The ability to capture a wider color gamut could be headed to Google's
upcoming Pixel 4 and Pixel 4 XL
handsets. If so, photographers would be able to snap and display even better looking photos than what is already possible on the Pixel 3 and Pixel 3 XL
, potentially taking the Pixel 4 family to a whole new level of photographic fidelity.
Google hinted at this last month when it announced that wide color photos are coming to Android
. In a blog post on the subject, Google noted that we are at a point where the sRGB color gamut with 8 bits per color channel is "not enough to take advantage of the display and camera technology" on today's flagship phones.
"At Android we have been working to make wide color photography happen end-to-end, e.g. more bits and bigger gamuts. This means, eventually users will be able to capture the richness of the scenes, share a wide color pictures with friends and view wide color pictures on their phones. And now with Android Q, it's starting to get really close to reality: wide color photography is coming to Android," Google said at the time.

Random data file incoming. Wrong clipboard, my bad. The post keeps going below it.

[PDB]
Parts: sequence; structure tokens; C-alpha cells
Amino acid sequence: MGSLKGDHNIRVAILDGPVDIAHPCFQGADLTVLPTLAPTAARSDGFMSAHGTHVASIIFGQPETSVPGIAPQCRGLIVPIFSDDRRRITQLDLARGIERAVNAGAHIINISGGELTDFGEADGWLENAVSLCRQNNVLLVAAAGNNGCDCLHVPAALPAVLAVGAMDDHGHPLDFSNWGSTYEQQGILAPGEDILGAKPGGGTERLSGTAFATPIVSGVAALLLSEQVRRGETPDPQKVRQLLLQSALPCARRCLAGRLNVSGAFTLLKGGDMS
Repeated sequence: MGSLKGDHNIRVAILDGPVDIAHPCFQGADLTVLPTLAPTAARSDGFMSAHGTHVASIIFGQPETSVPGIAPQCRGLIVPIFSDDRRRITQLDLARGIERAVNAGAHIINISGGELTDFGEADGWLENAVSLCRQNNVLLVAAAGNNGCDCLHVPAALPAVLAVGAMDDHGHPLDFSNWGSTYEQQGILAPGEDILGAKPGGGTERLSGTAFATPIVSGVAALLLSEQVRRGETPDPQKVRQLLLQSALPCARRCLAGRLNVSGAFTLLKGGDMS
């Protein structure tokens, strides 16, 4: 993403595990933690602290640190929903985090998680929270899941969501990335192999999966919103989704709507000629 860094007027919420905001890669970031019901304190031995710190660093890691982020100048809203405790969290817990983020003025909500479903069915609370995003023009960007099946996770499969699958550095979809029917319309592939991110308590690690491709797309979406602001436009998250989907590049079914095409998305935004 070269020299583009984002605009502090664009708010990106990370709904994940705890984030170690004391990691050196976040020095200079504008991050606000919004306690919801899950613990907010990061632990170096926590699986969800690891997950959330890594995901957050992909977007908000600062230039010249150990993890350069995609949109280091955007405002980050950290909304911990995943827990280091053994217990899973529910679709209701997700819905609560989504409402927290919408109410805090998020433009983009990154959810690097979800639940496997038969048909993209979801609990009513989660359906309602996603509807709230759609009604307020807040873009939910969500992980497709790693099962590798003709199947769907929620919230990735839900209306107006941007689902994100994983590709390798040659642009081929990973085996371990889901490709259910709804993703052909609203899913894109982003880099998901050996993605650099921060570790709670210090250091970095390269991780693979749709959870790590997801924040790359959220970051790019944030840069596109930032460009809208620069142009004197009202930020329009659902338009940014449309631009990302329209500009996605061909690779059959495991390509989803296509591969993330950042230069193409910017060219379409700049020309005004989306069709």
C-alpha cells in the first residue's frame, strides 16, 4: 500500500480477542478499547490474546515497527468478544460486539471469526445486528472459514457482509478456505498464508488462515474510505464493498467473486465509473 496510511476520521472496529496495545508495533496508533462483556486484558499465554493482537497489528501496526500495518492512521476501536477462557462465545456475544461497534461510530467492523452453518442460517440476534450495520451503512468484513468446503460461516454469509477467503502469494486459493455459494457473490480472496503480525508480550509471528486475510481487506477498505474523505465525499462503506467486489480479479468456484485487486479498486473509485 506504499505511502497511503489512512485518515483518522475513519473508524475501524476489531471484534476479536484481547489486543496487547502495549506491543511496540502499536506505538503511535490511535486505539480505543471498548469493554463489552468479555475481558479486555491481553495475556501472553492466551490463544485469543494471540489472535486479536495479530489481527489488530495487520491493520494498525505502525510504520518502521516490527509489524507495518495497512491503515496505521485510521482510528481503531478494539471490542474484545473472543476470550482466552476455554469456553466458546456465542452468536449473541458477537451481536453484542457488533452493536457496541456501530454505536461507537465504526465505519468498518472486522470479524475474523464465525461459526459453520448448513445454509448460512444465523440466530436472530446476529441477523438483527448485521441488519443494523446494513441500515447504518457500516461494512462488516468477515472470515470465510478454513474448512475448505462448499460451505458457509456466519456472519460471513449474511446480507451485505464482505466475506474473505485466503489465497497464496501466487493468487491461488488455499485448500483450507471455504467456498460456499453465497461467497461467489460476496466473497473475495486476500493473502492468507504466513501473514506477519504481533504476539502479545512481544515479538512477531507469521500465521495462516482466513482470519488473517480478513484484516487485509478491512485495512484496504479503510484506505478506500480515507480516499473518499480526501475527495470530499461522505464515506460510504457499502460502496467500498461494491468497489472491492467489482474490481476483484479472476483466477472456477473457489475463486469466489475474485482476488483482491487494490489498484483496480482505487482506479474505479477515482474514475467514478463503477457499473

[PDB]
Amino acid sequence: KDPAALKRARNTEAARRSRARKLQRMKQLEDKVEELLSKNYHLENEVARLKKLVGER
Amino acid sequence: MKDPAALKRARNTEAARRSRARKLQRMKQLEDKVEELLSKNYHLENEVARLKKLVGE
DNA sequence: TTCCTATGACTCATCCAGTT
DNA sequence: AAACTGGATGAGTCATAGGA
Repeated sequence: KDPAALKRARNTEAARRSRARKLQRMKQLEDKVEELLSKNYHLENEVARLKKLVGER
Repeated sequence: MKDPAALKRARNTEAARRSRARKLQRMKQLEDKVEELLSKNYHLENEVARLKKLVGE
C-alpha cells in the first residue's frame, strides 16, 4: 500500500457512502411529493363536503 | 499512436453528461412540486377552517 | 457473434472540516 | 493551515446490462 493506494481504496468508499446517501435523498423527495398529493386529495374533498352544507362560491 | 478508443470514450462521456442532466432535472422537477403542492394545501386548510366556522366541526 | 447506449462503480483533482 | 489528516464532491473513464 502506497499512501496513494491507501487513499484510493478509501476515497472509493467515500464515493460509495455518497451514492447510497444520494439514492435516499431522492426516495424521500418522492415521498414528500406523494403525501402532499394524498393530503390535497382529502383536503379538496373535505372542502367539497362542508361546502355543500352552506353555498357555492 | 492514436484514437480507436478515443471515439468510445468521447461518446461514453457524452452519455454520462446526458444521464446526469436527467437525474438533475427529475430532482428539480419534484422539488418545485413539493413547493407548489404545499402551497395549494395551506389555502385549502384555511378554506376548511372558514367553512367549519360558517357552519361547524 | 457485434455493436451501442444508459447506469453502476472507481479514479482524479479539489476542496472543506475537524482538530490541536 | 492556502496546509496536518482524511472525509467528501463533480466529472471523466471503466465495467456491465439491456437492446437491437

This is an advantage that Apple
currently enjoys over Android—iPhone models dating back to the iPhone 7 have all supported capturing images in the P3 gamut. The range of colors in P3 is 25 percent more expansive than sRGB. Essentially, a photo taken on an iPhone is not properly displayed in all its glory on an Android handset.
There is evidence to suggest that P3 is headed to the Pixel 4. The folks at XDA Developers discovered last year that photo samples taken from a leaked Pixel 3 contained an embedded Display P3 color profile, the same as Apple devices use to capture images. This ultimately did not materialize in the Pixel 3 and Pixel 3 XL. It's not because of the actual camera sensors, but lack of support in apps.
Looking ahead, the Pixel 4 and Pixel 4 XL will undoubtedly arrive with Android Q
onboard. Assuming Google is able to deliver on its promise of a wider color gamut with Android Q, it stands to reason that Display P3 will land on the company's upcoming flagship phones. We sure hope so, anyway.